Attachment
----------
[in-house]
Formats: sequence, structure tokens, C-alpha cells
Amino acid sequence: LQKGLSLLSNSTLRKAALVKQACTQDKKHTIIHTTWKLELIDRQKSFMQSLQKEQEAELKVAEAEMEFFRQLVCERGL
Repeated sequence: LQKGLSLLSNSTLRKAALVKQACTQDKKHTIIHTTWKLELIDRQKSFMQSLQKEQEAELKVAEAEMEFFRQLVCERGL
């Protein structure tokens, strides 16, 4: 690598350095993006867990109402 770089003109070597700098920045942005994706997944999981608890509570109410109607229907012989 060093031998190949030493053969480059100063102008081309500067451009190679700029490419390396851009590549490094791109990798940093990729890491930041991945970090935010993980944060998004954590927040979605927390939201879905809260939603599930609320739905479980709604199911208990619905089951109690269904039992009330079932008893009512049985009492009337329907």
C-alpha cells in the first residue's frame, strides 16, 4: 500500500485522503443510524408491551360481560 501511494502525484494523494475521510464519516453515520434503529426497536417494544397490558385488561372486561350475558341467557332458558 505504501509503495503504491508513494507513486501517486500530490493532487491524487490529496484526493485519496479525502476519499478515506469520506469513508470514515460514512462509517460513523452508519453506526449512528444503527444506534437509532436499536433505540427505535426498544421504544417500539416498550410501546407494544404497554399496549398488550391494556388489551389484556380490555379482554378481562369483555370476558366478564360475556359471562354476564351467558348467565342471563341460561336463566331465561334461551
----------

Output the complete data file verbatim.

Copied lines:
[in-house]
Formats: sequence, structure tokens, C-alpha cells
Amino acid sequence: LQKGLSLLSNSTLRKAALVKQACTQDKKHTIIHTTWKLELIDRQKSFMQSLQKEQEAELKVAEAEMEFFRQLVCERGL
Repeated sequence: LQKGLSLLSNSTLRKAALVKQACTQDKKHTIIHTTWKLELIDRQKSFMQSLQKEQEAELKVAEAEMEFFRQLVCERGL
């Protein structure tokens, strides 16, 4: 690598350095993006867990109402 770089003109070597700098920045942005994706997944999981608890509570109410109607229907012989 060093031998190949030493053969480059100063102008081309500067451009190679700029490419390396851009590549490094791109990798940093990729890491930041991945970090935010993980944060998004954590927040979605927390939201879905809260939603599930609320739905479980709604199911208990619905089951109690269904039992009330079932008893009512049985009492009337329907």
C-alpha cells in the first residue's frame, strides 16, 4: 500500500485522503443510524408491551360481560 501511494502525484494523494475521510464519516453515520434503529426497536417494544397490558385488561372486561350475558341467557332458558 505504501509503495503504491508513494507513486501517486500530490493532487491524487490529496484526493485519496479525502476519499478515506469520506469513508470514515460514512462509517460513523452508519453506526449512528444503527444506534437509532436499536433505540427505535426498544421504544417500539416498550410501546407494544404497554399496549398488550391494556388489551389484556380490555379482554378481562369483555370476558366478564360475556359471562354476564351467558348467565342471563341460561336463566331465561334461551